On July 17, 2019, an online edition Georgia and the World published an article titled “Causing a Social Explosion in the Country – the Main Goal of the United National Movement”. The article touches upon the possible losses that the Georgian economy will go through due to deteriorating relations with Russia and brings Norway as an example of a highly advanced economy which, nevertheless, suffered from the sanctions imposed on Russia. The article notes that the Government of Norway stopped fish export to Russia, but was not able to find an alternative market, which resulted in big losses for the country’s economy and, subsequently, in lifting of the sanctions.
The claim by Georgia and the World that Norway allegedly was not able to find an alternative market after banning the fish export to Russia and lifted the sanctions – is a piece of disinformation. 1. Norway joined the EU in imposition of sanctions on Russia in 2014 and supported the extension of sanctions in 2019, together with other partner countries; 2. Norway does not depend on the Russian market, whereas the fish export has been on increase since 2014.
- Norway has been a part of the group of countries that imposed sanctions on Russia since 2014
On July 31, 2014, the sanctions imposed by the EU and the United States on Russia officially came into force. The sanctions were adopted due to annexation of Crimea by Russia and the violation of the territorial integrity of Ukraine. Partner countries of the European Union, including Norway, joined the sanctions, too. The Minister of Foreign Affairs of Norway, Børge Brende, stated that the Russian policy is unacceptable to Norway, who joined the sanctions, as Russia had not expressed any will to conduct a peaceful policy.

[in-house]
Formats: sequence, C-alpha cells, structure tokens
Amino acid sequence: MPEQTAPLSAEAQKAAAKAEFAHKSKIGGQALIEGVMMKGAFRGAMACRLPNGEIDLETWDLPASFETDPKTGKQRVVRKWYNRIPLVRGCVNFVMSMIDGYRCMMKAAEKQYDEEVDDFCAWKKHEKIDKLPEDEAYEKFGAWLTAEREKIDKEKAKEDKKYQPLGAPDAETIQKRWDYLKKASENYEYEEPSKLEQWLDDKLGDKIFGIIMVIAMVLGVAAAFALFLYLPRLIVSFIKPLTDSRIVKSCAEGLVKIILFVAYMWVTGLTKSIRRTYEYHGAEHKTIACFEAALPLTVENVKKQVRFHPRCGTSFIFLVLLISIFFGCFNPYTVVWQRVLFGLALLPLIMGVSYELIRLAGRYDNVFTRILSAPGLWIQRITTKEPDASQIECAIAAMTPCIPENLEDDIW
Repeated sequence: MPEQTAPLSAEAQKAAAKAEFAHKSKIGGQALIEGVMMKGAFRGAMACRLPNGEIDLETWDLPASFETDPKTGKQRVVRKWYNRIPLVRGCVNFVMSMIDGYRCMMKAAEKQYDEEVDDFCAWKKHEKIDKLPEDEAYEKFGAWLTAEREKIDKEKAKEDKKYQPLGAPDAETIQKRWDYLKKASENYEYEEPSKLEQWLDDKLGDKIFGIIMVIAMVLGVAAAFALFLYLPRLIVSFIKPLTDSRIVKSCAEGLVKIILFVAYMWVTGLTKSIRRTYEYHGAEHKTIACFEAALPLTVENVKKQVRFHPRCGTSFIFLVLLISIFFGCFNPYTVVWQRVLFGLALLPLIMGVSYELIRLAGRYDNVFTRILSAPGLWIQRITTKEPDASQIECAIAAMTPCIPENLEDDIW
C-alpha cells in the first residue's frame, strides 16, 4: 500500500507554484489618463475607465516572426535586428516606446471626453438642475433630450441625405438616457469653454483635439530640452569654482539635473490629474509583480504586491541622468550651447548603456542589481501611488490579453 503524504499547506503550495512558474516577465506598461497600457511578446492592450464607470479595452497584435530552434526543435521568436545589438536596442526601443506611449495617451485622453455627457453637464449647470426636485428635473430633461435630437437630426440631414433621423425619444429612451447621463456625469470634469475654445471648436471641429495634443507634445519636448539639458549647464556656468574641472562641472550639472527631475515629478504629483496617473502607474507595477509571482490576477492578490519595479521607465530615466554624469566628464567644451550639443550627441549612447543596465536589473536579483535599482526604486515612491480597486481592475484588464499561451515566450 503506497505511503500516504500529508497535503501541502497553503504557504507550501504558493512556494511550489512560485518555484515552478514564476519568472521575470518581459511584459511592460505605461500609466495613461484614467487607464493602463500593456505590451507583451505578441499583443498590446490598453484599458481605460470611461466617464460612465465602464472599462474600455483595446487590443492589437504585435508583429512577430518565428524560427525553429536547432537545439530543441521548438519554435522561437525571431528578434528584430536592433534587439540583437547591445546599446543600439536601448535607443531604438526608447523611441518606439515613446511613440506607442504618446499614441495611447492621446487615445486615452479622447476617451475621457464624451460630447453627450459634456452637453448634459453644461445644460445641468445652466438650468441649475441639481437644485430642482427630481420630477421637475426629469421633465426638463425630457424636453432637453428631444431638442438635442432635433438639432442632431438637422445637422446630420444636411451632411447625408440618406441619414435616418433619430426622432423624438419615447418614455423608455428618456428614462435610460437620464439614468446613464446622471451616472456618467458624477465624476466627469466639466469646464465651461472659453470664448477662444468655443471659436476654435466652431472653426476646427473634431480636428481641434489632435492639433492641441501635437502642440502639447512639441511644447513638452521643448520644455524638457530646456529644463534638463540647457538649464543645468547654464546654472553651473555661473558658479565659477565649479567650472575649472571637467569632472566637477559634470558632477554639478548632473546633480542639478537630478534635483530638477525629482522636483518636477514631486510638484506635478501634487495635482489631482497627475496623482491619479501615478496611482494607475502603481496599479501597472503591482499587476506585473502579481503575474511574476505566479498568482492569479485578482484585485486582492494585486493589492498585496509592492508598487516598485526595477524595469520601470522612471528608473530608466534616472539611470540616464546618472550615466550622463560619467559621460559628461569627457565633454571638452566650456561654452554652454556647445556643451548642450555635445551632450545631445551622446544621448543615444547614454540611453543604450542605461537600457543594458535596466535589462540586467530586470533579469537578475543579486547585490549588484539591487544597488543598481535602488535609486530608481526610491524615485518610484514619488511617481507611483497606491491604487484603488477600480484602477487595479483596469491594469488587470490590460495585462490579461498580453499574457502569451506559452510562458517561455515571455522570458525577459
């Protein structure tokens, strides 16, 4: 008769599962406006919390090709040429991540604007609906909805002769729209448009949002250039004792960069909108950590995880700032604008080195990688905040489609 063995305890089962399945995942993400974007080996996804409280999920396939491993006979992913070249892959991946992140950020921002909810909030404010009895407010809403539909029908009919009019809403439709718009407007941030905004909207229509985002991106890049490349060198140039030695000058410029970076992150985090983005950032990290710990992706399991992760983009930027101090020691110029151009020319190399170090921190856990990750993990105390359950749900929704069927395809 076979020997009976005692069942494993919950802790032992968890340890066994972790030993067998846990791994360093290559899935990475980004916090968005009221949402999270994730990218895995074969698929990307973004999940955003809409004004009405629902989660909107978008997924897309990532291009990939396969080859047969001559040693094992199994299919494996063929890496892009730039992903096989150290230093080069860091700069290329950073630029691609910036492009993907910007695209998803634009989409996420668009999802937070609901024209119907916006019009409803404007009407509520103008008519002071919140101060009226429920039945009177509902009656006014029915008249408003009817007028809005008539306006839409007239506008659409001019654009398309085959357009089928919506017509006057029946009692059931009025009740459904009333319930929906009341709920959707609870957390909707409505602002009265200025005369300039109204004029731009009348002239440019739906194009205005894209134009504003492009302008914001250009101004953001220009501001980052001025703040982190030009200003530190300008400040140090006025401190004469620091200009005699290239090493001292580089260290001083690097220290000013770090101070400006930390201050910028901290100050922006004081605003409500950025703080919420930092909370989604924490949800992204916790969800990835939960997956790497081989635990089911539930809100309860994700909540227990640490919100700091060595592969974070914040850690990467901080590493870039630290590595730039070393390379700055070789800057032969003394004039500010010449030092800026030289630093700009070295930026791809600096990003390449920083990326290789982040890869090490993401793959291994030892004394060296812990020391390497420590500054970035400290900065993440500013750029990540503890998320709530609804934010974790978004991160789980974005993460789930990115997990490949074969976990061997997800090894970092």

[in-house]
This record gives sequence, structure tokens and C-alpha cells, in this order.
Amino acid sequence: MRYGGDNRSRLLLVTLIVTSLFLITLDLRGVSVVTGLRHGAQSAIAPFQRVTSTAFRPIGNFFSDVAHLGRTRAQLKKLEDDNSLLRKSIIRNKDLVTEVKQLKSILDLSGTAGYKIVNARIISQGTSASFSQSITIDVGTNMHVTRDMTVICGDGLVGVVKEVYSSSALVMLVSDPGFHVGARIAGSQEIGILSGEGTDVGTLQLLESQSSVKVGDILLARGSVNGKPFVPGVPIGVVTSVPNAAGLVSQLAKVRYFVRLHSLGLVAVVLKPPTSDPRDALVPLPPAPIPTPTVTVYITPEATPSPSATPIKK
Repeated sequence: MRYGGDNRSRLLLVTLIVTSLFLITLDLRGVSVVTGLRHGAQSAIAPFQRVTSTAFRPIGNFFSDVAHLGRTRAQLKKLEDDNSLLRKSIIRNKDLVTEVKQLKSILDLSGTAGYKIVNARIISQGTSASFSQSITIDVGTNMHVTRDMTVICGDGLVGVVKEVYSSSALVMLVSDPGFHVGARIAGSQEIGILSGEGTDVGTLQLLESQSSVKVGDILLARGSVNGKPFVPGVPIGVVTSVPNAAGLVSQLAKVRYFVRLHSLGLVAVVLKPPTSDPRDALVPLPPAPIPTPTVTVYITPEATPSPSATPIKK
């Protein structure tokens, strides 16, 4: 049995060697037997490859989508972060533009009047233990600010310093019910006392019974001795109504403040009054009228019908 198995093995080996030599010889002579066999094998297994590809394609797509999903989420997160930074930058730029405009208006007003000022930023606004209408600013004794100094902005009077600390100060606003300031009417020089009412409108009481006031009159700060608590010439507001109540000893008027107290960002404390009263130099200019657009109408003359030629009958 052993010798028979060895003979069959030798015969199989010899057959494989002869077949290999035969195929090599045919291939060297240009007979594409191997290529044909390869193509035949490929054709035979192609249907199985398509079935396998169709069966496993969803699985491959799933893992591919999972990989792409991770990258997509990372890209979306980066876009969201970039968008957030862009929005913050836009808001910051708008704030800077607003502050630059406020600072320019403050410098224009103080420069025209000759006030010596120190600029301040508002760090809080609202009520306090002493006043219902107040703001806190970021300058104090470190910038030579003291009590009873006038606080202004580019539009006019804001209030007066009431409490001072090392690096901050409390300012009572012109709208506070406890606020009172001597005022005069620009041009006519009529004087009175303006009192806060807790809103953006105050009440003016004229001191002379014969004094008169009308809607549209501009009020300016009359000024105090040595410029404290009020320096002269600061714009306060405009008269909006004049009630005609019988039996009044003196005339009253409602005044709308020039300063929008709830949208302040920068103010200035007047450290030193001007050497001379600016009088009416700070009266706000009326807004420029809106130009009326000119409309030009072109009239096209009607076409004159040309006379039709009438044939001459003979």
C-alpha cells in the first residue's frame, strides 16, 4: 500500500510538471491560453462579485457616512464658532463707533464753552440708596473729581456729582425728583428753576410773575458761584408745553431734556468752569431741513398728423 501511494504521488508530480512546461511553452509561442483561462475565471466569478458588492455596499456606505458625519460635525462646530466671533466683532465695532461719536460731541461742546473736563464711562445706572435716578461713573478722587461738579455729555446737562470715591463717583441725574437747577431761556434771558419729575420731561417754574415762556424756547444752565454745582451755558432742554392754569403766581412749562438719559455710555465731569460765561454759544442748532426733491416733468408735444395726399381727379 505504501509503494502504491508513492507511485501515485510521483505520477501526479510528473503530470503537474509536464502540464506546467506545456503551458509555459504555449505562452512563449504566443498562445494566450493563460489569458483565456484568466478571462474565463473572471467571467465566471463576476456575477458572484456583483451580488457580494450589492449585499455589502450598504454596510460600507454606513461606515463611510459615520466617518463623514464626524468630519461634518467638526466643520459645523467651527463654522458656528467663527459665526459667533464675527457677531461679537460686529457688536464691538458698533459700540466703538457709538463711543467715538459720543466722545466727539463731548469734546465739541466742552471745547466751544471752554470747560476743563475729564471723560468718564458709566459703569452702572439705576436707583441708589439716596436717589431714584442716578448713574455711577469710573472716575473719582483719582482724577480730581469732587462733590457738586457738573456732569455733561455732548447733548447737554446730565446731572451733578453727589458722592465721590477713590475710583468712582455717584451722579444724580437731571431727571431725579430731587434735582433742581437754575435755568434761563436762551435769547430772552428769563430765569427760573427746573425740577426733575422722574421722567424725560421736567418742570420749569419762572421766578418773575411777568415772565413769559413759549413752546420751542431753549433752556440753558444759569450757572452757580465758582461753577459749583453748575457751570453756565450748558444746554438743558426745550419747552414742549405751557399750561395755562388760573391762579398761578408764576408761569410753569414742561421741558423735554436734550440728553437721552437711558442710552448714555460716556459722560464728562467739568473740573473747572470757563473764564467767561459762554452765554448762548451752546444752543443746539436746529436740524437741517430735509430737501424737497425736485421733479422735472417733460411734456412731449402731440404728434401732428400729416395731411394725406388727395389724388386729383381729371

The sanctions imposed by the EU and its partner countries are periodically prolonged, just like in 2019, when Norway joined the move.
The sanctions implied freezing of specific individuals’ and companies’ stocks, blocking bank transactions, energy sphere, as well as prohibition of military equipment sales and cancellation of certain flights. As a retaliation, on August 6, Russia imposed sanctions on Europe and the United States and restricted the import of products manufactured in these countries, including fish products from Norway. As of today, the term of sanctions has been extended both by the West and Russia.
- Norway has diversified the fish export market and the latter has been on the rise since 2014
During the imposition of the countersanctions by Russia, a Norwegian ship full of fish products, headed for Russia, had to steer back and look for a new partner. While for a lower price, the fish was nevertheless sold on the European market.
Norwegian Seafood Council’s official website includes statistics according to which the amount of fish product export as well as the sales have been on increase since 2014. In 2017, Norway reached a record high figure, as it sold 2.6 tons of fish products worth NOK 94.5 billion (USD 11 billion) on the world market.
Norwegian Seafood Council
As of 2019, the export of fish products, including salmon and trout (massively exported to Russia before sanctions) has increased even more. It is evident that Norway has not experienced any losses and it successfully found alternative partners.
Norway exports fish products to the European, American, and Asian markets. Ten of the Norway’s biggest partners include Poland, France, the U.S., and Denmark.
Russia has constantly tried to exploit economic relations for political manipulations both in Europe and Georgia. The article by Georgia and the World, by bringing Norway’s example, tries to create a perception that Russia is the savior of all markets and without its help, both advanced and developing economies will suffer.
For Russia, embargo is a sort of punishment mechanism, however, Georgia can also take advantage of an alternative market.
According to the National Statistics Office of Georgia, in 2017, Georgia’s export totaled USD 2.7 billion, from which 14% fell on Russia and 23% – on the EU. The figures are similar in the second quarter of 2019 (January – June).
National Statistics Office of Georgia
Myth Detector Lab